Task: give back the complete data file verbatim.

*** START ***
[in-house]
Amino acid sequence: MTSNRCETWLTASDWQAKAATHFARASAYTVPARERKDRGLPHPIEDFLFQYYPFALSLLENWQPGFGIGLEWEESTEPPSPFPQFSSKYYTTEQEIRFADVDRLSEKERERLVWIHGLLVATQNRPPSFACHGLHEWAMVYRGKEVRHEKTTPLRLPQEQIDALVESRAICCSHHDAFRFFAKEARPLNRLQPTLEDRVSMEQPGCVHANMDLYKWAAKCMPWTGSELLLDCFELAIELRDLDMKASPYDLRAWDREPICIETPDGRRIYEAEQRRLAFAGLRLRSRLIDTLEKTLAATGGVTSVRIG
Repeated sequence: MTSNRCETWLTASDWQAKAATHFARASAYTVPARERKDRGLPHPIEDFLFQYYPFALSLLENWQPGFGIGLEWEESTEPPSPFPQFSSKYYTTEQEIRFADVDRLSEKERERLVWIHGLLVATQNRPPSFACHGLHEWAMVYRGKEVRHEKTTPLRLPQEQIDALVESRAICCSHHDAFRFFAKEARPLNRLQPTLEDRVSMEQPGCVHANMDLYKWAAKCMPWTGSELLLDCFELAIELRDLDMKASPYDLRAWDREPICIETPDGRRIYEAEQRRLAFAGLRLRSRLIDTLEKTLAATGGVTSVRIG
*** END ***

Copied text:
[in-house]
Amino acid sequence: MTSNRCETWLTASDWQAKAATHFARASAYTVPARERKDRGLPHPIEDFLFQYYPFALSLLENWQPGFGIGLEWEESTEPPSPFPQFSSKYYTTEQEIRFADVDRLSEKERERLVWIHGLLVATQNRPPSFACHGLHEWAMVYRGKEVRHEKTTPLRLPQEQIDALVESRAICCSHHDAFRFFAKEARPLNRLQPTLEDRVSMEQPGCVHANMDLYKWAAKCMPWTGSELLLDCFELAIELRDLDMKASPYDLRAWDREPICIETPDGRRIYEAEQRRLAFAGLRLRSRLIDTLEKTLAATGGVTSVRIG
Repeated sequence: MTSNRCETWLTASDWQAKAATHFARASAYTVPARERKDRGLPHPIEDFLFQYYPFALSLLENWQPGFGIGLEWEESTEPPSPFPQFSSKYYTTEQEIRFADVDRLSEKERERLVWIHGLLVATQNRPPSFACHGLHEWAMVYRGKEVRHEKTTPLRLPQEQIDALVESRAICCSHHDAFRFFAKEARPLNRLQPTLEDRVSMEQPGCVHANMDLYKWAAKCMPWTGSELLLDCFELAIELRDLDMKASPYDLRAWDREPICIETPDGRRIYEAEQRRLAFAGLRLRSRLIDTLEKTLAATGGVTSVRIG